Her friend, director Sarah John, advised her to ask only one question. She decided on “What makes your day worth it?” She asked Tessa Leong to work on the project and Leong in turn suggested the third member, visual artist James Dodd. The three are invited into communities for short periods of time. They go out into the streets and ask the people they meet the question. Then they do a performance for the community.

Beech states, “I perform the conversations I’ve had from my memory of them-—what they left behind in me-—as a combination of narration, direct re-enactments of people by showing their gestures and body language. I also read aloud Tessa’s writing which takes the form of letters and prose reflections. This is done in front of projections of Jimmy’s drawings of the town. I also tell stories about what people said and did outside of the conversations on topic; what people wanted to talk about. All three of us seek out the surprising moments: the gems of genuine contact, the unique perspectives and the unexpected topography tucked away, the things you would miss if you weren’t diligently walking the non-main streets of a town and chatting to people. We present the gaps between what we expected or were led to believe and what we found and learned, between the story the town presents and the stories we hear and find.”

Tessa Leong says that working with Emma Beech in the Bureau of Worthiness changed her practice with isthisyours? Her definition of audience changed along with her understanding of the transaction possible. “It’s amazing when validation comes from the connection with the person present. We’re now focusing on experiencing new things with audiences, like a lot of contemporary artists, and figuring out if and how that is possible. We find inspiration from other female artists and now have access to them and their work—Sophie Calle, Guerrilla Girls, Chicks On Speed, Marina Abramovic (starting your own institute is a great way to write yourself into the world), Tracey Emin—I love their fearlessness and furore. They make up new rules.”

Beech also makes solo work, playing Fatima alongside Stephen Sheehan in Dating the World. This two-hander introduces StevlShefn, a ‘foreigner’ who, keen to communicate, speaks and sings in gibberish, and Fatima, a woman from the same unknown country who wears a black burqa and is calm and articulate in English. She translates his ‘outlandish’ outpourings to us poker faced. This is comedy about ‘foreignness’, gender and love.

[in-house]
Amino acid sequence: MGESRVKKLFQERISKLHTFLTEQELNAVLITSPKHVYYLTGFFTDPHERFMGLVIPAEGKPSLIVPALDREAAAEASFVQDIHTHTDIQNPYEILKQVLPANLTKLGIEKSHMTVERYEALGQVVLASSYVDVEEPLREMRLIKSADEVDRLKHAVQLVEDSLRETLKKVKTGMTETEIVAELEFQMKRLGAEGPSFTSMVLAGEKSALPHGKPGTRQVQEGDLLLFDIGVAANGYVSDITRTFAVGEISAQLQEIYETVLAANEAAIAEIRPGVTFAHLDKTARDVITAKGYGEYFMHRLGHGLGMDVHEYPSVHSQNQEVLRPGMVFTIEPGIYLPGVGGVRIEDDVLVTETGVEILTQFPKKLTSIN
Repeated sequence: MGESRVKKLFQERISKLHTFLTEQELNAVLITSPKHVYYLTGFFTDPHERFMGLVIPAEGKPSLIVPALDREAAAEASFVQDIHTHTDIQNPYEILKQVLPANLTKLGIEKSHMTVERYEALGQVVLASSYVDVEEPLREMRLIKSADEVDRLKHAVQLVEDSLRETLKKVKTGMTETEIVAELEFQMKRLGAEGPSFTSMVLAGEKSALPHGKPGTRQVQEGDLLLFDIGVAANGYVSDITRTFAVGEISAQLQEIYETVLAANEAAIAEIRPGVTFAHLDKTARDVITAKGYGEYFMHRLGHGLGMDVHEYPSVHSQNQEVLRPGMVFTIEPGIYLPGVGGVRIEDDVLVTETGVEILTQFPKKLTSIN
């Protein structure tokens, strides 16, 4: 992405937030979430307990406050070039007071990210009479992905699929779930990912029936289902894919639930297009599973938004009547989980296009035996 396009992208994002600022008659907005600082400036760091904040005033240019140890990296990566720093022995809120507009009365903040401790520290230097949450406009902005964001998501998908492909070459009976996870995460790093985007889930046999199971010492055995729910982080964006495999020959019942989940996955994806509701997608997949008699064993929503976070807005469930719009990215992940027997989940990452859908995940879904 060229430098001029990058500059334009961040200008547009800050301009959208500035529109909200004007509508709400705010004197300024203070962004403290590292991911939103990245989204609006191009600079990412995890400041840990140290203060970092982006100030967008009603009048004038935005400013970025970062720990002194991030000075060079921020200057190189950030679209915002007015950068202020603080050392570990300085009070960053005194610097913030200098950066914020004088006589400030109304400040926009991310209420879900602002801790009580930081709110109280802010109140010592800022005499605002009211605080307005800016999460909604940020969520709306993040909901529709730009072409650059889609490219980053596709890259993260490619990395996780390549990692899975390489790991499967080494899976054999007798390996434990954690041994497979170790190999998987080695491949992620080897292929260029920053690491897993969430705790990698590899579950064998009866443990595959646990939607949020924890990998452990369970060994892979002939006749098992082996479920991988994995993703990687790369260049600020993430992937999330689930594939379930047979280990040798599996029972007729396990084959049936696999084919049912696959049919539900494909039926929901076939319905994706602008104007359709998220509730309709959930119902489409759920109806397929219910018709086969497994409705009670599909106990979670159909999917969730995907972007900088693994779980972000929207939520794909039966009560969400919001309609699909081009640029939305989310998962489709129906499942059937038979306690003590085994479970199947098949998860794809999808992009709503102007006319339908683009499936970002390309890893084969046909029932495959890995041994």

Beech’s most recent solo, Homage to Uncertainty, is a collection of anecdotes and observations about chance encounters, family and investigations (for this piece she spent time recording how much work people did in a day in an effort to understand why she was not ‘getting on’), re-enactments and a little dancing. She says, “As a maker I’m driven by hearing or having a story that’s good enough to tell someone else.”

“When I think about the condition of women in the world I think of my sister at home with three children, working two days a week as a nurse with a husband who works long hours, “ says Beech. “I think we no longer want to talk about oppression and feeling inadequate because there is so much wrong with the state of the world. Women are freer in many ways but there is still much that is not allowed. Emotional isolation for both women and men is a very present part of our world. I see so many women in theatre audiences. So where are the men? If women are going to speak, where are the men who will listen? I am curious about this. People don’t connect and we don’t know what is going on and we end up isolated. I keep thinking about that.”

Director, dramaturg and writer Anne Thompson is Director of the Drama Centre at Flinders University. She has worked in visual and physical theatre with independent artists and small companies (Terrapin, Snuff Puppets, My Darling Patricia) and was co-founder of the award-winning Eleventh Hour Theatre.

RealTime issue #115 June-July 2013 pg. 38-39

© Anne Thompson; for permission to reproduce apply to [email protected]